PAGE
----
Spending a few weeks in Mexico or Costa Rica often brings up images of tanning and surfing. For a group of dedicated students, however, a trip to the tropics meant a volunteer opportunity with the Amigos de las Americas program (AMIGOS).
AMIGOS is a nationwide organization composed of various local chapters. Since 1965, it has been organizing volunteer activities in Latin America for high school students from all over the nations.
Volunteers are independent for the majority of the project; they are free to choose their projects and the way in which they execute them. Projects last for six to eight weeks and range from teaching kindergarteners to building latrines.
“[The program focuses on] working with a community and developing it and making them be leaders in their own community,” senior Eloise Duvillier said.
Eloise went to the Dominican Republic this summer through AMIGOS and participated in a project called Youth to Youth, which centers on giving youth workers opportunities to be leaders. She worked with the local youth groups, helping them start a youth-run newspaper and classes that taught about pregnancies and healthy eating.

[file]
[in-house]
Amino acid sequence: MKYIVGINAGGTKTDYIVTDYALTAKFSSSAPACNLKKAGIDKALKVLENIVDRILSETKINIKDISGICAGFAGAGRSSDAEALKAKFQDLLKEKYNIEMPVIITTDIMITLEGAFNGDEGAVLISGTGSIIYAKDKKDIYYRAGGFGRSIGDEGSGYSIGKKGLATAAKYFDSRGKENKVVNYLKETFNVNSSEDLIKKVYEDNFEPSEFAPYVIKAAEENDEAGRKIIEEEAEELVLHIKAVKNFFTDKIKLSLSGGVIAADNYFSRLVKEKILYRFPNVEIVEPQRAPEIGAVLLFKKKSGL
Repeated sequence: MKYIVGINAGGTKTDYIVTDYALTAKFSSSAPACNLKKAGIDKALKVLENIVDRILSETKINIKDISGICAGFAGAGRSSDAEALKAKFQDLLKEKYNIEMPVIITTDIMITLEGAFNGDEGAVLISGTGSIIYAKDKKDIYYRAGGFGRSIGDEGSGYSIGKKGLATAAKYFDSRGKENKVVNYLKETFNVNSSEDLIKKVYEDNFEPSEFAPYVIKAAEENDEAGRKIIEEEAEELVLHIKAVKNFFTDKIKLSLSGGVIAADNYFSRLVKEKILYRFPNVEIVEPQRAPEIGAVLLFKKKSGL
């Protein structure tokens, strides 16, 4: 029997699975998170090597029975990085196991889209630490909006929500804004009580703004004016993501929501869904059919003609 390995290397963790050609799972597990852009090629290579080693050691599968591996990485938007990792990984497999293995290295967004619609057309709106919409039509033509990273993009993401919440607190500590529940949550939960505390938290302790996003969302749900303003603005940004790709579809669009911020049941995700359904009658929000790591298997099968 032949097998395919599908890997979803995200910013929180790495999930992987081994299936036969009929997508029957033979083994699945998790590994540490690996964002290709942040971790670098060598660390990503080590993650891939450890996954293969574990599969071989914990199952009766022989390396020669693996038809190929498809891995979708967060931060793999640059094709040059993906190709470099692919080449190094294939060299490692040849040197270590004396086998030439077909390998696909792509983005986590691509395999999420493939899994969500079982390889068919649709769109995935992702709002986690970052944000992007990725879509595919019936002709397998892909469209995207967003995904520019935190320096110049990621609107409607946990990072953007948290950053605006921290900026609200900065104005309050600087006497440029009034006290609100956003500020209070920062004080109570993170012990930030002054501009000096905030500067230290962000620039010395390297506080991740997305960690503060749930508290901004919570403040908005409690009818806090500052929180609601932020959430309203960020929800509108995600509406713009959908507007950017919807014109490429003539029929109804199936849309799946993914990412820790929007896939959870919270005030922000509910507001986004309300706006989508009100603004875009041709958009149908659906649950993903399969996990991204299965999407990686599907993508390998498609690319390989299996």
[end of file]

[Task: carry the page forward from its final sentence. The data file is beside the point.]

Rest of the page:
Volunteers live in their country for six to eight weeks with a host family. From sunup to sundown, they become immersed with the local community and culture. Senior Anna Schneider went to Honduras for her project and also worked with youth.
“We would often bring them things to draw,” Anna said. “They loved drawing.”
Anna also taught English and dental health. She spent her free time writing letters back home, listening to music and watching bootleg movies and “telenovelas” (Spanish soap operas).
Volunteers live with a host family and one to two other volunteers for their trip. During the trip, volunteers essentially become a part of the family.
One of the biggest shocks for the volunteers was the differences between life here and life in their countries.
“We had running water and electricity, and we were pretty lucky to have that,” Anna said. “It was so cold that when I went into the shower I could see my breath.”
The language and cultural barriers also caused a few obstacles at the beginning of the trip.
I went to church with [my hostess] once,” Eloise said. “Everyone is sort of praying out loud and yelling to God. I didn’t understand a word of it either because it was the first week.”
The cultural exchange is often the most memorable aspect of the trip, according to both Anna and Eloise.
“We would just talk about our families together, about my brothers and my parents, and [my host mom] would tell me about her son in America,” Anna said. “Being there really opened your eyes about illegal immigration, because families really rely on it.”
Eloise and Anna encouraged those who want to work on their Spanish and broaden their horizons to join AMIGOS.
“Here we’re all stressed out and everything’s all fast paced,” Eloise said. “There, it’s more relaxed, and people take time to actually enjoy life.”